• on ,
      Tami Clayton said:

      Oh, I so wish I’d studied literature in college. I was too busy working on my psych degree while psychoanalyzing myself and my roommates. I know what you mean about barely remembering what I did read in high school and college. I’m glad the challenge allows you to include re-reads.
      I hope you do join me in the challenge! I’d love to read about your adventure with it and see what books such a well-read person such as yourself would put on a list.

  8. I really need to spend more time reading. I’m not even going to think about making a list (in line with the Un-Resolution approach) but I am going to pick a time, say 8 pm, and a chair, say The Story Chair, and I will make a cup of tea, bring it to the chair and pick up the book that is waiting there.
    And I will begin.

    • on ,
      Tami Clayton said:

      I like your plan, Suzanne, as well as your strict adherence to the Un-Resolution List. I have tried to set a certain time to read each night but as the time approaches, I find myself saying, “Just one more sentence” or “I’m going to finish this post and then read” or “Gosh, is that Don Draper texting me again? I guess I’d better tune in to Mad Men for just one more episode”. And then I look longingly at my stack of books each morning, wishing I’d made more time for them the night before.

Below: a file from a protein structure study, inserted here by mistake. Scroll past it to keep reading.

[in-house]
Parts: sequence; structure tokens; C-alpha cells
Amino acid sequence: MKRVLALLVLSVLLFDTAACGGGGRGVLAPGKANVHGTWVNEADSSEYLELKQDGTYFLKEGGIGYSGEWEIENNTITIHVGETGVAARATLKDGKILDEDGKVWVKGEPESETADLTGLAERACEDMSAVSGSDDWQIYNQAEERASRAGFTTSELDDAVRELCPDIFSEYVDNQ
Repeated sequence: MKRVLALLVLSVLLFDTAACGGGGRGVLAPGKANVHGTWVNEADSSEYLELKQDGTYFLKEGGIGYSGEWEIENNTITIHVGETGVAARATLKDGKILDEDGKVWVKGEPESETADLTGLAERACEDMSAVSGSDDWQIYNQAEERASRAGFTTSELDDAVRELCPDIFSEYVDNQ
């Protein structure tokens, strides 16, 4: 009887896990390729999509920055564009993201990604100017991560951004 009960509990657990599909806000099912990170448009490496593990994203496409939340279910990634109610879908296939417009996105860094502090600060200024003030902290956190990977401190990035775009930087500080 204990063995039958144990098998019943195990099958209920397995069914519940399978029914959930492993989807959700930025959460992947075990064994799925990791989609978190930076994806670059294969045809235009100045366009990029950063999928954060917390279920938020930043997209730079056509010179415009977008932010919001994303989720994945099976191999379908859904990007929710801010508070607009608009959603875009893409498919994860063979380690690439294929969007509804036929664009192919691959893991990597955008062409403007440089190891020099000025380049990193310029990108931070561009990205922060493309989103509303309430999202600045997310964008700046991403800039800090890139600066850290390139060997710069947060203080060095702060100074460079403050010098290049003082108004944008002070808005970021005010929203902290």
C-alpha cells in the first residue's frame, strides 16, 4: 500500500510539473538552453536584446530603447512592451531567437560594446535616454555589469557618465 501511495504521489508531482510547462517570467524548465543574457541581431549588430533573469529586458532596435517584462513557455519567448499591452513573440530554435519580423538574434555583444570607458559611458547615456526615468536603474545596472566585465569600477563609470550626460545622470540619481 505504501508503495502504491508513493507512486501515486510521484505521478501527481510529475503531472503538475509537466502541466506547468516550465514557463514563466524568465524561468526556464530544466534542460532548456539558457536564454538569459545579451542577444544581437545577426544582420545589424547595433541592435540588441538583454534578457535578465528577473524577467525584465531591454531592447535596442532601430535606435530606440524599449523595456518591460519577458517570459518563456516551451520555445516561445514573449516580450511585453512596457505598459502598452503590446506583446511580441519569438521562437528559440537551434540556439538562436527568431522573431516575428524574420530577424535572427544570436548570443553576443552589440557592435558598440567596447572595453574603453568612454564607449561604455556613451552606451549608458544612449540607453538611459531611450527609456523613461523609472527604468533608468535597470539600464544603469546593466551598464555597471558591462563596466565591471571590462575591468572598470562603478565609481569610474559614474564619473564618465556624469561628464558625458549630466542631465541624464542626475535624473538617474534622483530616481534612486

Good luck with The Story Chair. It paints such a lovely visual. 🙂

  9. I love the idea of this challenge! I started looking through Rory’s list and realized that I would have far to go, if I were to take it up. I started reading the classics about a year ago, but got distracted by craft books and others that caught my attention. I just need to re-focus.
    My goal for this year was to read 1 fiction book and 1 craft book every 2 weeks. So far it’s going well. I will go through the list and I may join you in the challenge!
    Good luck with your reading ~ the list you have above looks amazing 🙂

    • on ,
      Tami Clayton said: